The Default Pre-Processing Pipeline (DPPP) [1]

DPPP (default pre-processing pipeline) is the initial processing routine for LOFAR data. It is capable of flagging, averaging, gain calibration, and various other operations described below (see following sections for more details). It is possible to define an arbitrary operation in Python (or C++), which could be used for trying out new operations. The list of functions that can be carried out using DPPP are

  • Flagging (automatic or manual) including the AOFlagger
  • Average in time and/or frequency
  • Phase shift to another phase center
  • Count flags and writing the counts into a table for plotting purposes.
  • Combine subbands into a single MeasurementSet
  • Demix and subtract A-team sources outside the field of view
  • Add stations to form a superstation (for long baselines)
  • Filter out stations, baselines, channels, times
  • Predict a sky model
  • Apply or de-apply the LOFAR beam model
  • Do gain calibration
  • Apply calibration solutions
  • An arbitrary step defined in user code (C++ or Python)

Each of these operations works on the output of the previous one in a streaming way (thus without intermediate I/O to disk). The operations can be combined in any way. The same type of operation can be used multiple times with probably different parameters. The operations are defined in a so-called parset file, a text file containing key-value pairs defining the operations (steps) and their parameters.

The ability to execute an arbitrary DPPP step is implemented by means of dynamically loadable shared libraries or by a script written in Python. Especially the latter is a nice way to add experimental operations to DPPP. It is described in more on the LOFAR wiki.

The input to DPPP is any (regularly shaped) MeasurementSet (MS). Regularly shaped means that all time slots in the MS must contain the same baselines and channels. Furthermore, the MS should contain only one spectral window; for a multiband MS this can be achieved by specifying which spectral window to use. The data in the given column are piped through the steps defined in the parset file and finally written. This makes it possible to e.g. flag at the full resolution, average, flag on a lower resolution scale, perform more averaging, and write the averaged data to a new MeasurementSet. If time slots are missing, flagged data containing zeroes are inserted to make the data nicely contiguous for later processing.

The output can be a new MeasurementSet, but it is also possible to update the flags or data in the input. When doing operations changing the meta data (e.g., averaging or phase-shifting), it is not possible to update the input MeasurementSet. Any step can be followed by an output step creating (or updating) a MeasurementSet, whereafter the data can be processed further, possibly creating another MeasurementSet.

It is possible to combine multiple MeasurementSets into a single spectral window. In this way multiple subbands can be combined into a single MeasurementSet. Note this is different from python-casacore’s msconcat command, because msconcat keeps the individual spectral windows, while DPPP combines them into one.

Detailed information on DPPP can be found here. For specific questions regarding this software, you can contact the software developers, Tammo Jan Dijkema or Ger van Diepen.

How to run DPPP

The proper environment has to be defined to be able to run LOFAR programs such as DPPP. Normally this is done by the command:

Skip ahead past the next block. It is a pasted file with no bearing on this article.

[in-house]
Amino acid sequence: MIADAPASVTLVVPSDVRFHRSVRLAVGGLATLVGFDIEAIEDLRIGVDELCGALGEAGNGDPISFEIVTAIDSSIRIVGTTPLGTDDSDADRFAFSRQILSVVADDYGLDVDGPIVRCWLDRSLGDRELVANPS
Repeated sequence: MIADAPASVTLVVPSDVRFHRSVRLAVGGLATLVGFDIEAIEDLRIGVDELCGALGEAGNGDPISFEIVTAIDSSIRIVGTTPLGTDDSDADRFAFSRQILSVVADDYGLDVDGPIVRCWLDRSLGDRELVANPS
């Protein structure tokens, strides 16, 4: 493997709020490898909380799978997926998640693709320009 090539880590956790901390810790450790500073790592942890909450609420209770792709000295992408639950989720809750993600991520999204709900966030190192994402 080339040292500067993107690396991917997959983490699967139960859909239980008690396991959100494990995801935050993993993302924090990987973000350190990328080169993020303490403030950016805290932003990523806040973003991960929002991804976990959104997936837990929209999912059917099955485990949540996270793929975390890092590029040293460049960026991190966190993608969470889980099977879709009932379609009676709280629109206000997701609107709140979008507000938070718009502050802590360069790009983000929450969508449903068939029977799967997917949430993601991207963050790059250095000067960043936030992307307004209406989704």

module load lofar

Some parameters have to be given to DPPP telling the operations to perform. Usually they are defined in a parset file (see section on the parset file for details). The DPPP task can be run like:

DPPP some.parset

It is also possible to specify parset keys on the command line, which will be added to the keys given in the (optional) parset file or override them. For example:

DPPP msin=in.MS steps=[] msout=out.MS

does not use a parset file and specifies all keys on the command line. Note this run will copy the given MeasurementSet, while flagging NaN values. The command:

DPPP some.parset msout.overwrite=true

uses a parset, but adds (or overrides) the key msout.overwrite. If no arguments are given, DPPP will try to use the DPPP.parset or NDPPP.parset file. If not found, DPPP will print some help info.

An example NDPPP.parset file can be found in the LOFAR GitHub Cookbook repository:

DPPP will print outputs to the screen or a logger, including some brief statistics like the percentage of data being flagged for each antenna and frequency channel.

The next sections give some example DPPP runs. They only show a subset of the available parameters. DPPP is described in more detail on the LOFAR operations wiki which also contains several examples. It also contains a description of all its parameters.

Copy a MeasurementSet and calculate weights

The raw LOFAR MeasurementSets are written in a special way. To make them appear as ordinary MeasurementSets a special so-called storage manager has been developed, the LofarStMan. This storage manager is part of the standard LOFAR software, but cannot be used (yet) in a package like CASA. To be able to use CASA to inspect the raw LOFAR data, a copy of the MeasurementSet has to be made which can be done with a parset like:

msin =
msin.autoweight = true
msout =
steps = []

Apart from copying the input MS, it will also flag NaNs and infinite data values. Furthermore the second line means that proper data weights are calculated using the auto-correlations. The latter is very useful, because the LOFAR online system only calculates simple weights from the number of samples used in a data value.

Count flags

The percentages of flagged data per baseline, station, and frequency channel can be made visible using:

msin =
msout =
steps = [count]

The output parameter is empty meaning that no output will be written. The steps parameter defines the operations to be done which in this case is only counting the flags.

Preprocess a raw LOFAR MS

The following example is much more elaborate and shows how a typical LOFAR MS can be preprocessed:

msin =
msin.startchan = nchan/32    #1
msin.nchan = nchan*30/32
msin.autoweight = true
msout =
steps = [flag,avg]           #2
flag.type = aoflagger        #3
flag.memoryperc = 25
avg.type = average           #4
avg.freqstep = 60